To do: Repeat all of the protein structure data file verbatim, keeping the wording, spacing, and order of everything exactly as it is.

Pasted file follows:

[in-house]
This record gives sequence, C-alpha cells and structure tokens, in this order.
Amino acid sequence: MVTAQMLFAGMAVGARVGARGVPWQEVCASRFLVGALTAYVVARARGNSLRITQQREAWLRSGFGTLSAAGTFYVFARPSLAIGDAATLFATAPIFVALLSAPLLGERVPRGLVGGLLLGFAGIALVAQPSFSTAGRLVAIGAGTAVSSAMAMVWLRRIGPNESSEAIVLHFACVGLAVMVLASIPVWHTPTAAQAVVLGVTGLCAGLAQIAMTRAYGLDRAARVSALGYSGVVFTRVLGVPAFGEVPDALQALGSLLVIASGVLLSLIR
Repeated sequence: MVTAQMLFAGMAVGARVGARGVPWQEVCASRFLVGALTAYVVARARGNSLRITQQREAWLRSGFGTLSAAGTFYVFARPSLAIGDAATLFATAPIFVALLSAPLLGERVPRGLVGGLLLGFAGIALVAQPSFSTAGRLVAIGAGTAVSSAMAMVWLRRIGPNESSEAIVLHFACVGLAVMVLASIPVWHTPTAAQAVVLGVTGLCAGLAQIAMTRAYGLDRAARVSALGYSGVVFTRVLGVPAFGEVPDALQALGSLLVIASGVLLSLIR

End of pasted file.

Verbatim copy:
[in-house]
This record gives sequence, C-alpha cells and structure tokens, in this order.
Amino acid sequence: MVTAQMLFAGMAVGARVGARGVPWQEVCASRFLVGALTAYVVARARGNSLRITQQREAWLRSGFGTLSAAGTFYVFARPSLAIGDAATLFATAPIFVALLSAPLLGERVPRGLVGGLLLGFAGIALVAQPSFSTAGRLVAIGAGTAVSSAMAMVWLRRIGPNESSEAIVLHFACVGLAVMVLASIPVWHTPTAAQAVVLGVTGLCAGLAQIAMTRAYGLDRAARVSALGYSGVVFTRVLGVPAFGEVPDALQALGSLLVIASGVLLSLIR
Repeated sequence: MVTAQMLFAGMAVGARVGARGVPWQEVCASRFLVGALTAYVVARARGNSLRITQQREAWLRSGFGTLSAAGTFYVFARPSLAIGDAATLFATAPIFVALLSAPLLGERVPRGLVGGLLLGFAGIALVAQPSFSTAGRLVAIGAGTAVSSAMAMVWLRRIGPNESSEAIVLHFACVGLAVMVLASIPVWHTPTAAQAVVLGVTGLCAGLAQIAMTRAYGLDRAARVSALGYSGVVFTRVLGVPAFGEVPDALQALGSLLVIASGVLLSLIR